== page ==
What a "Complete Places" land use and transportation planning philosophy would mean in practice
Is exemplified in the post, "the case for bringing back truxton circle" from the Bloomingdale (for now) blog. Truxton Circle is no longer extant. It was the circle at North Capitol and Florida Avenue. There are Main Street revitalization efforts in that area. They are doomed to fail as long as the neighborhood is an automobile sewer.
The entry describes Tim Sloan's efforts to put bringing Truxton Circle back on the planning agenda.
Diagram by Tim Sloan.
Note that a few years ago, DC's Department of Transportation did bring Thomas Circle back to its more original size. And over the years, other circles that had been cut by roads such as Logan Circle, have been repaired as well.
A rebuilt Thomas Circle begins to show some signs of life, April 2008.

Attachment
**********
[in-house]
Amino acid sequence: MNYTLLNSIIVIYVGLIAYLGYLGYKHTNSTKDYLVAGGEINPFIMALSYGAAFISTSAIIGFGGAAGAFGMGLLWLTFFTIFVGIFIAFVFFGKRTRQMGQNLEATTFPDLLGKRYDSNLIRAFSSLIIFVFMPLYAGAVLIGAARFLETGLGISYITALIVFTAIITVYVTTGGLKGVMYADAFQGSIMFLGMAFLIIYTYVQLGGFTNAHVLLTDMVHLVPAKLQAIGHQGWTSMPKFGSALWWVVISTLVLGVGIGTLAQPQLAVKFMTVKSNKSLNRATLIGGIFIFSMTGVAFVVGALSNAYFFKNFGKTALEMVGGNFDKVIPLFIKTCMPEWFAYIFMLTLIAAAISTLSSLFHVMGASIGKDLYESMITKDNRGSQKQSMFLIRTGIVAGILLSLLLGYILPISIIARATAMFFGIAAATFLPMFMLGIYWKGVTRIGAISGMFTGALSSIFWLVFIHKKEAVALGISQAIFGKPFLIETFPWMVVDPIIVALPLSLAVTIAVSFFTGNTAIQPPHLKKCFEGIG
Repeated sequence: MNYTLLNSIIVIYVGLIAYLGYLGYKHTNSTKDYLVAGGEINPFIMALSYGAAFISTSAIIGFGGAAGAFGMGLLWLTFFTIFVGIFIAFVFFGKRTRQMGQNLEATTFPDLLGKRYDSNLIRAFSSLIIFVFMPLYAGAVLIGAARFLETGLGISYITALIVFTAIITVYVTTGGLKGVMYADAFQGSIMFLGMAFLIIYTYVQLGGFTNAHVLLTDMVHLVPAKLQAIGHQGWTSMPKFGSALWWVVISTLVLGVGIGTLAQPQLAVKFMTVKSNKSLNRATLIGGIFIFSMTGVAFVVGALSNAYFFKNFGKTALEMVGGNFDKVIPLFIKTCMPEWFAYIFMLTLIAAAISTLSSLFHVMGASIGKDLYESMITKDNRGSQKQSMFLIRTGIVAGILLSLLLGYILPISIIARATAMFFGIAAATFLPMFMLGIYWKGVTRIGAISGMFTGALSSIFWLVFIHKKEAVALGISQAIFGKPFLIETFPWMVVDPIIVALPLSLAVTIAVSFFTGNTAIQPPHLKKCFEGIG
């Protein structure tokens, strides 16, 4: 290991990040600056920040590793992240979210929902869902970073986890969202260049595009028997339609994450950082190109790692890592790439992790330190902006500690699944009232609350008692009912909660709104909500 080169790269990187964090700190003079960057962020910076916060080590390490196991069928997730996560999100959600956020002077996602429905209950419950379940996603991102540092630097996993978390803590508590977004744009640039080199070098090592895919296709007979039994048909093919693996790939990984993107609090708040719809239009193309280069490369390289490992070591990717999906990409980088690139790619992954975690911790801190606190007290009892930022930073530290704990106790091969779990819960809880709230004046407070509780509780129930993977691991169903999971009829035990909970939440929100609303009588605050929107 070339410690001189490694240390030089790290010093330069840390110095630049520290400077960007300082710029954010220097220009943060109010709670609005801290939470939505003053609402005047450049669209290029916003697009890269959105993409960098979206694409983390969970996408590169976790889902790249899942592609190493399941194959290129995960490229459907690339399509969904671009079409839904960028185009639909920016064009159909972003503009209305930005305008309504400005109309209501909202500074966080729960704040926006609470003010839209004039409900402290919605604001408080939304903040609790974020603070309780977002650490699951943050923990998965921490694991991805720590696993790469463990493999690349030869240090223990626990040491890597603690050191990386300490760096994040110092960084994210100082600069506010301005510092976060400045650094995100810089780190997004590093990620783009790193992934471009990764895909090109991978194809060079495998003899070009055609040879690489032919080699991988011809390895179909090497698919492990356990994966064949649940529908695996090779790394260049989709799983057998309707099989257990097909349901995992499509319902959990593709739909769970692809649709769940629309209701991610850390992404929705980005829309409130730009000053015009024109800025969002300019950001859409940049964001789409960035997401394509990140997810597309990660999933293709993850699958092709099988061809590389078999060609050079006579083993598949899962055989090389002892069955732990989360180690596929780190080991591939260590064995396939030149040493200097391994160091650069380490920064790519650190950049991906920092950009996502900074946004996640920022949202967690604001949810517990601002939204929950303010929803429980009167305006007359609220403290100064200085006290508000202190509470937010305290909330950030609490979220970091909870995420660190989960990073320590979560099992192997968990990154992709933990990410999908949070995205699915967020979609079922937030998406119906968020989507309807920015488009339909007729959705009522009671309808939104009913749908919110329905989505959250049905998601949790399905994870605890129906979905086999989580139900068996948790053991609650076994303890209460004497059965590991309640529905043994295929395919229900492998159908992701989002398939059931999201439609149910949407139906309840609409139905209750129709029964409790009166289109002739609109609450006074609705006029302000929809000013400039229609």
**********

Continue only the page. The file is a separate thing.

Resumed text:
This aerial photo from DestinationDC shows what Thomas Circle looked like before, after having been carved up to maximize roadways.
Frankly I think that the inner ring of Dupont Circle could be removed and restored as park also...
A "complete places" approach to city land use and transportation planning would mean that we would work to make places better for living and working the priority rather than making moving vehicles in and out quickly the most important priority.
If Thomas Circle can be restored, why not Truxton Circle?
(This will be the example I use to explain this philosophy in the forthcoming 2009 Transportation Wish list document.)